And it is not only married couples who try to adjust to the new environment, but even friends find it difficult to adjust to the new you. Stuti and Sangeeta were thickest of pals right from their college years. But when Stuti got married, their friendship started losing its charm. Says Sangeeta, “After my best friend got married, I felt insecure. I started to distance myself from her because every time we would talk, she would constantly bring up her husbands’ topic. I started missing our good old girlie talk. Now we meet once a month. It doesn’t matter to me much now.”
Stuti adds, “I was dealing not only with a different social status, but also a plethora of other issues that a newly wed couple faces. Since I was closest to Sangeeta I shared everything with her without realising that she was facing her own difficulties in accepting the new me. But I didn’t let her go. We still talk.” Psychologist Sameer Parikh explains, “People need company and when they see their company drifting apart, it is obvious that a feeling of rejection sets in. This is especially difficult for single friends who do not have a huge friends circle or seek a lot of comfort in you.”
But some have a positive story to narrate. 27-year-old call centre executive Vaibhav Sharma says, “When my friend got married, I initially found it difficult. I was pretty much dependent on him for my outings and then I saw him going out with his wife for every movie or social outings. We never got ‘our’ time.” He goes on to add, “But I later realised it happens and didn’t let these new changes affect our friendship. Today I am good friends with his wife. We three are company today.”
And mind you, this is not the case only with your same sex friends. It gets even trickier with friends of the opposite sex. Read this. Call centre executive Prachi Kapoor had few close guy friends prior to her marriage. But things changed once she got married. “I ended up always fighting with them. They complained of not getting enough time with me and didn’t even try to mingle with my husband. It made our friendship really awkward. Then gradually they started ignoring me and found other girl friends. It used to hurt me initially but then I moved on.”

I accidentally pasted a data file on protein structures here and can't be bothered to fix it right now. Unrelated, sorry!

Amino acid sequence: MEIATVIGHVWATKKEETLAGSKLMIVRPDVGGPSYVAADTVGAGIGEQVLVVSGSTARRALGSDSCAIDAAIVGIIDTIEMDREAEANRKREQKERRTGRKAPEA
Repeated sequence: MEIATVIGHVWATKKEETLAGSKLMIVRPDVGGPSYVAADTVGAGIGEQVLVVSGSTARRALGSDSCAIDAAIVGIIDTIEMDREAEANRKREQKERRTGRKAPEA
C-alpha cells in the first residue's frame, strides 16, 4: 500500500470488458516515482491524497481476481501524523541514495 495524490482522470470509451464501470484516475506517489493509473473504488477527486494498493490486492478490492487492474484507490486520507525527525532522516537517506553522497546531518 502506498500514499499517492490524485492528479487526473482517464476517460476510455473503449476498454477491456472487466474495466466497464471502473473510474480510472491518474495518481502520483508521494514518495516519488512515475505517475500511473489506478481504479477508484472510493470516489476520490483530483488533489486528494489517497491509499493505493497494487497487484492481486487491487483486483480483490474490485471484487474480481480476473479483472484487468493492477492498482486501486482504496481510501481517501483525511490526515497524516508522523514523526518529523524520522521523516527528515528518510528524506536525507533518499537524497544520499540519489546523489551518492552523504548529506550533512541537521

But the brighter side to a ‘mature’ opposite-sex friendship is actually a blessing. Says marketing officer Kanchan Verma, “I feel my friendship with my guy friends have evolved with time. Like any relationship, I do face tough times with my spouse, but I can always fall back on my guy friends for emotional comfort. They have become more protective for me.”
“First of all a partner needs to ensure that his/her friendship with the opposite sex isn’t hampering their married life. They should meet in their partners’ presence too often so as to build trust. And also, it should be ensured that it’s a platonic relationship. If not, such relationships should be left back in time,” advises phsycologist Dr Neelam Kapoor.
Also, both partners must realise that they have had a different set of friends before marriage. Psychiatrist Pankaj Vohra opines, “Neither of the partners feels close to the other set of friends unless both of them actually make an effort to feel welcomed. If this is not dealt with on time, people usually end up losing close friends.”
Don’t get yourself in the position to say – ‘Our friendship was great till it lasted!’